This morning’s University of Connecticut/Hartford Courant poll showing Democrat Chris Murphy leading Republican Linda McMahon, 44 percent to 38 percent, in the hotly contested Connecticut Senate race drew swift reactions from both sides.
McMahon campaign manager Corry Bliss questioned the poll’s methodology:
“These results are extremely suspect. Even the poll director herself is hedging on the veracity of the results by saying it is ‘not necessarily a 6-point lead,’ so this is a clear indication that the methodology of this poll is completely flawed. Clearly, this poll oversampled Democrats and severely undersampled Independents. Recognizing that Independents represent the largest voting bloc in the state and that Linda McMahon has been winning Independents by a significant margin in every other public poll released during the past several weeks, it becomes obvious that this poll is not representative of Connecticut’s voting population — despite the Courant‘s biased attempt to dismiss the sampling errors. Linda McMahon will defeat Chris Murphy in this race because she is the only candidate who has a plan in place to bring back jobs, cut middle-class taxes, and get our economy back on track. After six failed years in Congress, Connecticut voters will ultimately decide they just can’t afford six more years of Congressman Murphy’s failures.”
From Murphy spokesman Eli Zupnick:
“Linda McMahon’s campaign is now so desperate to convince people that this race isn’t slipping away that they are more focused on attacking polls than talking about issues. Connecticut voters are seeing past McMahon’s nasty personal attacks and are hearing more and more about her right-wing Republican plans to end Social Security, privatize Medicare, cut taxes for the rich, and deny rape victims access to emergency contraception,” said Murphy campaign spokesman Eli Zupnick. ”And the more they learn, the more they move toward Chris Murphy, the one candidate with a strong record of fighting for jobs and Connecticut’s middle class families.”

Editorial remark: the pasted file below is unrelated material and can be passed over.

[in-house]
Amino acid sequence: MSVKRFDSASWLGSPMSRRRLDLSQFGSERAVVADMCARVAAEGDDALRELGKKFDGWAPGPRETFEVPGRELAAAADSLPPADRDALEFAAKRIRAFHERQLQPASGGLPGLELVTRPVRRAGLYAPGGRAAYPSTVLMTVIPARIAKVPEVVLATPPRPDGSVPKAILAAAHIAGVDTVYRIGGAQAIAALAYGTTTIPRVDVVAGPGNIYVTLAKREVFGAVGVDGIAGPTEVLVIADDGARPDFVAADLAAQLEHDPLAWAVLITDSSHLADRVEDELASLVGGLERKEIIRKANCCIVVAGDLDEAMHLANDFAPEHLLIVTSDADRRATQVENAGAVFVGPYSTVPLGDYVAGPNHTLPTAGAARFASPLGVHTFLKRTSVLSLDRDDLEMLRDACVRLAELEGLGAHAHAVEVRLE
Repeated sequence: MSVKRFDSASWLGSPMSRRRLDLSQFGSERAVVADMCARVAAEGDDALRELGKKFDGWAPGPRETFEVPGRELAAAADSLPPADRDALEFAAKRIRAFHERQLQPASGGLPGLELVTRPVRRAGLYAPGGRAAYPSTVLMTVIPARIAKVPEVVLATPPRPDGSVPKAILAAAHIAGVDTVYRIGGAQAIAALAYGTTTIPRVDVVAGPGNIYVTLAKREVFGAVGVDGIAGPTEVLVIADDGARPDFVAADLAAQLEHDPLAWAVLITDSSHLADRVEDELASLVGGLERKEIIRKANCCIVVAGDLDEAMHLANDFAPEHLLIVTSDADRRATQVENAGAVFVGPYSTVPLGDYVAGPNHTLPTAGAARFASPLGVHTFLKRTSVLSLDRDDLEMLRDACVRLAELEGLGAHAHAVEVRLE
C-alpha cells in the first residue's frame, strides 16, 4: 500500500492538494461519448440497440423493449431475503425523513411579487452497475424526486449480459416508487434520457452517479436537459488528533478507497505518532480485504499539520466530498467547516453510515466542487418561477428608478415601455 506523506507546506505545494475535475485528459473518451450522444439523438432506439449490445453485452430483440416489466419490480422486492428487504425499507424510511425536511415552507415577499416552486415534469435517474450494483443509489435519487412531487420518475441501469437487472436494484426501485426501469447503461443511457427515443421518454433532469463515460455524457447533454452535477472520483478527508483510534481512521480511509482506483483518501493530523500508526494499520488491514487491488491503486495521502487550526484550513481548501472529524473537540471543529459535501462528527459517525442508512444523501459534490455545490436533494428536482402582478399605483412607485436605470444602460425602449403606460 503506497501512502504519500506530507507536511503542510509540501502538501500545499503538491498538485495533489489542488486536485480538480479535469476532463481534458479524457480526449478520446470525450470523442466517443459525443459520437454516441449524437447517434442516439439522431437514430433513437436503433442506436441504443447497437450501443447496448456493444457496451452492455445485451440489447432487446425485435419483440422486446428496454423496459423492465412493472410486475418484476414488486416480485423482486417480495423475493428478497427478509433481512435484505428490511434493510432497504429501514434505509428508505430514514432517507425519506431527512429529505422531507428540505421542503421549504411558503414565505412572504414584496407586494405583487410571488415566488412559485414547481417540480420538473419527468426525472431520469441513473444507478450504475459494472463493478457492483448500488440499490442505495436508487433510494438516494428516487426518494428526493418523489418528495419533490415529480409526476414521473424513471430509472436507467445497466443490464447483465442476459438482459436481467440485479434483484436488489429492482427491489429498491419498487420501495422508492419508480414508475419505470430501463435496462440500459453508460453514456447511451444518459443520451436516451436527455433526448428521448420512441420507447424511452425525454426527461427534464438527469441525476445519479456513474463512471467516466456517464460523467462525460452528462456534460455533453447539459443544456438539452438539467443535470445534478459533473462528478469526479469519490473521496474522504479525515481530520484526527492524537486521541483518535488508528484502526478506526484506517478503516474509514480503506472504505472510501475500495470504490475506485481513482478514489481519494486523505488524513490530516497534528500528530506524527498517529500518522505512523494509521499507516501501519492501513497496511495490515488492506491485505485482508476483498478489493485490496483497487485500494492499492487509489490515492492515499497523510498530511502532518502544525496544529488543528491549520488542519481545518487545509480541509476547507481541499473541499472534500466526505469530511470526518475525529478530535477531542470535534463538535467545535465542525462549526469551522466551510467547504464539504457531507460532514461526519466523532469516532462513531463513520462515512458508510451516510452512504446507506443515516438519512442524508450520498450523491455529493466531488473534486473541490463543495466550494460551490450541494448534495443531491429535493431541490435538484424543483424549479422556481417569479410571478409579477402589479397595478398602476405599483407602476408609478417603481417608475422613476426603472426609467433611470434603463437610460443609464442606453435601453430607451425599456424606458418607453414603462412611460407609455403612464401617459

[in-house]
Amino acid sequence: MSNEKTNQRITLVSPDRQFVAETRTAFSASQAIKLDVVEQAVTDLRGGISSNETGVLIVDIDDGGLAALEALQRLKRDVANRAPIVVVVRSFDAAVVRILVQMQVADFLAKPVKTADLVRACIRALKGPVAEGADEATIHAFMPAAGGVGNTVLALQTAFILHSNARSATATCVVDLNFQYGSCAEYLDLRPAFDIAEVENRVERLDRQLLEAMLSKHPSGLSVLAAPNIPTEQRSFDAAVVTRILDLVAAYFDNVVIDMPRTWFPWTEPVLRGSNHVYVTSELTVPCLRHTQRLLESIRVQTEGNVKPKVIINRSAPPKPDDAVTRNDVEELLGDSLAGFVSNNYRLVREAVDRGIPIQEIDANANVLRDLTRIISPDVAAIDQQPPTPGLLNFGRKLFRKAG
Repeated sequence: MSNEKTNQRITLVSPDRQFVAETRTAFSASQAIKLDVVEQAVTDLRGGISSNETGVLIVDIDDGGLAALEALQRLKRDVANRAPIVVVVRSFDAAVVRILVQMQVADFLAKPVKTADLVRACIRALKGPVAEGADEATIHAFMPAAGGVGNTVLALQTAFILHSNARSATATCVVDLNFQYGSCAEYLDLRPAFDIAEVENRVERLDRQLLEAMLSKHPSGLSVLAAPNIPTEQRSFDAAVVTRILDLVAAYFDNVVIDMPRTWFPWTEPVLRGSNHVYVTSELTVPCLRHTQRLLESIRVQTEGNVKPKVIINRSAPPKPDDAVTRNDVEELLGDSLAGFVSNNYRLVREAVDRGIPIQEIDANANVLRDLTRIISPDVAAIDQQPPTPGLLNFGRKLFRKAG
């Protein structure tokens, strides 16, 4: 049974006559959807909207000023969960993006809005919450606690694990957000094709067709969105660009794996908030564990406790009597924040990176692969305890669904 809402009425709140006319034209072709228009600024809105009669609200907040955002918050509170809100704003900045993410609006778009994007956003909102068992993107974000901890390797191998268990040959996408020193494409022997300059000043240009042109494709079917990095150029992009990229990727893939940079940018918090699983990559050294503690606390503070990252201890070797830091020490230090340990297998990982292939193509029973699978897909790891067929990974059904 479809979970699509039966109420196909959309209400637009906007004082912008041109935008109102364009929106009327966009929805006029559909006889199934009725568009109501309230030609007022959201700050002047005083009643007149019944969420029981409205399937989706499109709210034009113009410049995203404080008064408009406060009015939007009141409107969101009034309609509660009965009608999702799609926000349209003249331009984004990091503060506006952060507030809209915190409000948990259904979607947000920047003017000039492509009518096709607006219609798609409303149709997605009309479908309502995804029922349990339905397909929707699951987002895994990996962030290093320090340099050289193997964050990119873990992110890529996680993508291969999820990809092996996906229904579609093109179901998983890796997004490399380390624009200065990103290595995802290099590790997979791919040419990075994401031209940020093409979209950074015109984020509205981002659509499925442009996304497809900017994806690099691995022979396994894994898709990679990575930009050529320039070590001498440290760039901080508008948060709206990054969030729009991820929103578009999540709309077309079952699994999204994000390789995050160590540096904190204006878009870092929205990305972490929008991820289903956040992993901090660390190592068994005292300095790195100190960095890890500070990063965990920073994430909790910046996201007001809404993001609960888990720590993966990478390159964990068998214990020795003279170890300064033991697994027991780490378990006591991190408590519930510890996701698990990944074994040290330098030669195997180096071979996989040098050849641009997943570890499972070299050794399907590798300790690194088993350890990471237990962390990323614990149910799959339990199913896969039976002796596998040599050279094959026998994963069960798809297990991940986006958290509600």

UConn poll director Jennifer Necci Dineen said Thursday that the complaints about “oversampling” are nothing new in political campaigns, saying that similar charges were made by supporters of Democrat John Kerry during the 2004 presidential race that was later won by Republican President George W. Bush.
The poll released the following statement:
“The University of Connecticut/Hartford Courant Poll stands firmly behind its results, including the methodology used for screening likely voters. We begin with a random sample of all Connecticut adults, screening to ensure the respondent is registered and then asking a series of questions to determine the respondents’ likelihood to vote. Those likely voters then receive the remainder of the questionnaire.
“A party’s voter registration or the party with which they say they identify – which are not necessarily the same — do not factor in to “likely voter” status. Our intention is to produce the best, most objective picture of the race for Connecticut’s open Senate seat as of the time of the polling.
“While the data in our October 18 release shows an increase in Chris Murphy’s share of the vote, the point spread is within the survey’s margin of error. A margin of error of +/- 4 percentage points means that the survey estimates that McMahon’s share of the vote is 38 percent, plus or minus 4 (resulting in a range of 34 to 42 percent). Likewise, Chris Murphy’s number of 44 percent, plus or minus 4, means his share of the vote is between 40 and 48 percent. The actual difference could be 6 points, but it could also be more or less.”